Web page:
In a recent article, we tackled the issue of performance analysis and discussed its importance as an extremely useful tool to monitor exercise during training and matches. In particular, we observe that for a given performance level some parameters (overall energy expenditure, equivalent distance index) are independent of the players’ aerobic fitness, whereas others depend on it. We then proceeded to set up a reference model to describe the anaerobic demand of each athlete on the basis of his maximal aerobic power (VO₂max). For this purpose, we carried out a detailed analysis of the following parameters:
AI (anaerobic index)
total number of high-intensity events
For the sake of simplicity, we chose to consider as anaerobic energy the area included between the instantaneous metabolic curve and the players’ anaerobic threshold (the green area in Figure 1).
Figure 1: Metabolic power (highlighted in red) and oxygen consumption values (shown in blue) during sprint repetitions over distances from 10 to 50 metres. The horizontal grey line indicates the anaerobic threshold of the athlete (AT).
Figure 1 shows that the above holds true when the actual VO₂ (shown in light blue) is close to the anaerobic threshold (AT-grey line) i.e. at the end of the exercise. However, this does not apply to the initial phase of the exercise, since at that moment the actual VO₂ is far from the AT.
AT vs instantaneous VO₂ value: an evaluation of aerobic and anaerobic demand
The parameters we decided to set as a reference point in terms of anaerobic demand are likely to vary substantially with AT and VO₂ values. The anaerobic energy increases substantially when the instantaneous VO₂ is lower than AT; as highlighted in pink in figure 2, this is obtained by calculating the difference between the VO₂ and AT time integrals.
Figure 2: The estimate of anaerobic energy obtained by calculating the difference between metabolic power and AT (green area) or between metabolic power and the actual VO₂ (green and pink areas).
The estimate of the actual VO₂ value is very important, since it may lead to an analytical identification of high-intensity phases. The energy developed through anaerobic mechanisms (i.e. the oxygen debt in pink in figure 3) could provide the team with data regarding the general trend of the performance. As a matter of fact, in these phases, the energy demand (the red line in the graph) is higher than the actual VO₂ value (shown in blue).
Nevertheless, a much more accurate analysis has to be carried out to evaluate the metabolic features of the exercise. Indeed, during recovery phases (highlighted in grey in figure 3), the energy demand decreases as the actual VO₂ value increases enabling a partial or complete replenishment of ATP and phosphocreatine (CP) reserves.
Figure 3: Contraction (red areas) and payment (grey areas) of the oxygen debt.
Distinctive features of the exercise
Exercise drills in soccer are known to be generally characterized by high-intensity phases during which aerobic power increases followed by low-intensity peaks meant for recovery.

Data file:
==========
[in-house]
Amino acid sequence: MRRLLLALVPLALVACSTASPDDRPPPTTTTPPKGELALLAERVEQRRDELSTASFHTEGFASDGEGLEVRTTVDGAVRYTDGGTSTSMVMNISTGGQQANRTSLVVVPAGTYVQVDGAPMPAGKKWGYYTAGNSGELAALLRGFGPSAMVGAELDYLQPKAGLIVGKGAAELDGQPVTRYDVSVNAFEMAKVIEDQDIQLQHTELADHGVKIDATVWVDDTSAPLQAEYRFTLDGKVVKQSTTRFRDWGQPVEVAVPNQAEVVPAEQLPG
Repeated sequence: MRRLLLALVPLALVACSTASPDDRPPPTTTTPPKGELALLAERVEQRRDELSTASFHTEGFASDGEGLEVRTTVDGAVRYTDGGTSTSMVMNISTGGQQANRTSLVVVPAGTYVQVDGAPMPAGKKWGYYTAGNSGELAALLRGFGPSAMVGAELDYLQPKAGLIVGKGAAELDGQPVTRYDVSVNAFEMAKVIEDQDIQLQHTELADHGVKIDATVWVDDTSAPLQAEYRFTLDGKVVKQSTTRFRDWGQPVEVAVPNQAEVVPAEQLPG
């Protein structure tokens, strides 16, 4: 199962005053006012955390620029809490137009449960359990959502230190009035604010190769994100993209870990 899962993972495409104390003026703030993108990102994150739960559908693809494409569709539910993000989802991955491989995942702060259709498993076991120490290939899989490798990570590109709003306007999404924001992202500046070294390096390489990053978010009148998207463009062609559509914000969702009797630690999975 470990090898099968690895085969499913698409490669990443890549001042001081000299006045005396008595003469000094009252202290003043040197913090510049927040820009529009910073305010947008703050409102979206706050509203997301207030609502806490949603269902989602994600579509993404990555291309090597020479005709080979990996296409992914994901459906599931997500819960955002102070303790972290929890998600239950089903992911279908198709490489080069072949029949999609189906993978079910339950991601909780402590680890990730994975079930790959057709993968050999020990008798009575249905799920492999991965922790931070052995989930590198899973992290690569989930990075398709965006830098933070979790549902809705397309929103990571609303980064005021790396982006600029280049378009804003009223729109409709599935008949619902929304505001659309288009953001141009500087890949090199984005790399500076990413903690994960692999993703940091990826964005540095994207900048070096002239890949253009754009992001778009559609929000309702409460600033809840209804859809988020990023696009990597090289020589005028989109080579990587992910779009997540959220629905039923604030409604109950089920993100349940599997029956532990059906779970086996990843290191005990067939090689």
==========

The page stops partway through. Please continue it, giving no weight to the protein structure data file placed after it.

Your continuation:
Interval training might be imposed systematically as in dry-land sessions, whose main characteristic is the detailed and pre-determined planning of intensity phases as well as exercise and recovery timing. Otherwise, it may be obtained randomly: this is typically the case of ball drills, a kind of exercise where several factors (among which the most important are phases of play, distances, rules and the number of players involved in the session) play an extremely crucial role.
In both cases the high-intensity/recovery phases ratio is going to provide us with feedback in terms of information on the aerobic performance, the latter being data of paramount importance to assess the actual effectiveness of the training drill.
As a matter of fact, such an analysis is carried out in order to create a synergy between the exercise drills proposed and the goals, in terms of metabolic features, the athletes are expected to strive toward.
In dry-land sessions aerobic and SAQ (speed-agility-quickness), exercises should be carefully monitored. As far as aerobic exercises are concerned, the most important aspect to be taken into account is clearly linked to the aerobic power level developed during activity. Indeed, high-intensity and recovery phases, as well as the overall duration of the exercise, should be adequately related to the aerobic features they intend to reach.
A SAQ training session should be properly supervised so that the maximal intensity developed during active phases and recovery stages might be properly monitored. Indeed, recovery phases are likely to determine the aerobic features induced by exercise (pure speed = total recovery, lactacid = partial recovery).
Ball drills have to be adequately evaluated as well.
Priority should be primarily given to complete fulfilment of the technical-tactical task since, in this specific case, metabolic values depend from different factors which may be analytically codified or logically investigated by the trainer.
The main issue to be tackled concerns the metabolic load of exercise and a balanced distribution of the workload over the week. The above-mentioned analysis may encourage teamwork and provide the technical staff with new ideas to be tested on the field (within the same athletic load, for instance, some dry-land sessions could be even replaced by specific ball drills).
This is a topic which needs to be adequately explored so that new training hypotheses may be put forward. So…come on, get involved and help us: suggestions, criticism and proposals are indeed welcome.